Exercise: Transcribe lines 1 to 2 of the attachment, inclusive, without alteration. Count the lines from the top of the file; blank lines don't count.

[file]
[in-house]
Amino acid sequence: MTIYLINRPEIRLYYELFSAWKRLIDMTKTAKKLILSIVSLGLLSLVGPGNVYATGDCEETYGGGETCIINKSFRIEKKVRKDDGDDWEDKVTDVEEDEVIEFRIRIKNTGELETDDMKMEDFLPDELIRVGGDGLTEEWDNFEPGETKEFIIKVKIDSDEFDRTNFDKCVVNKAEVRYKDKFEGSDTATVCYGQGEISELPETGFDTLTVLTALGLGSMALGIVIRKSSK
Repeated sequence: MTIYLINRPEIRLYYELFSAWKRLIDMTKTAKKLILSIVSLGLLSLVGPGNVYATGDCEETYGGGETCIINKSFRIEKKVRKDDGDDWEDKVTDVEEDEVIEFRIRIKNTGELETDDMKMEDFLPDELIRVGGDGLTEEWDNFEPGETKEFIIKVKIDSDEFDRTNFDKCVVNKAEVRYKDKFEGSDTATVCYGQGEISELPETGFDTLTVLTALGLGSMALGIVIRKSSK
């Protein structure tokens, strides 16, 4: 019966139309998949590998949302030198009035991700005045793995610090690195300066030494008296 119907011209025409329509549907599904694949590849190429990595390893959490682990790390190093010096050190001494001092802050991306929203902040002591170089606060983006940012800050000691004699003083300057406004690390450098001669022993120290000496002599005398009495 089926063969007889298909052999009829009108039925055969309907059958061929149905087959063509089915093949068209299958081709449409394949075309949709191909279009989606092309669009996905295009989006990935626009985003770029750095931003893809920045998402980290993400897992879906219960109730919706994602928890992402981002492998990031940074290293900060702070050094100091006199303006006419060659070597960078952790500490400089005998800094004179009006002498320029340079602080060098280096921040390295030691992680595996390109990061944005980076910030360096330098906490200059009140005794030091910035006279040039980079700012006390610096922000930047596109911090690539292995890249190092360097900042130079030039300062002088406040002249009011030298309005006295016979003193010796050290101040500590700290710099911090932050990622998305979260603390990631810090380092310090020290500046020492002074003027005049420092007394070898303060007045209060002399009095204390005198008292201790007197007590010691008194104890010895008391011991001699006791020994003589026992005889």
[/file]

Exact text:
[in-house]
Amino acid sequence: MTIYLINRPEIRLYYELFSAWKRLIDMTKTAKKLILSIVSLGLLSLVGPGNVYATGDCEETYGGGETCIINKSFRIEKKVRKDDGDDWEDKVTDVEEDEVIEFRIRIKNTGELETDDMKMEDFLPDELIRVGGDGLTEEWDNFEPGETKEFIIKVKIDSDEFDRTNFDKCVVNKAEVRYKDKFEGSDTATVCYGQGEISELPETGFDTLTVLTALGLGSMALGIVIRKSSK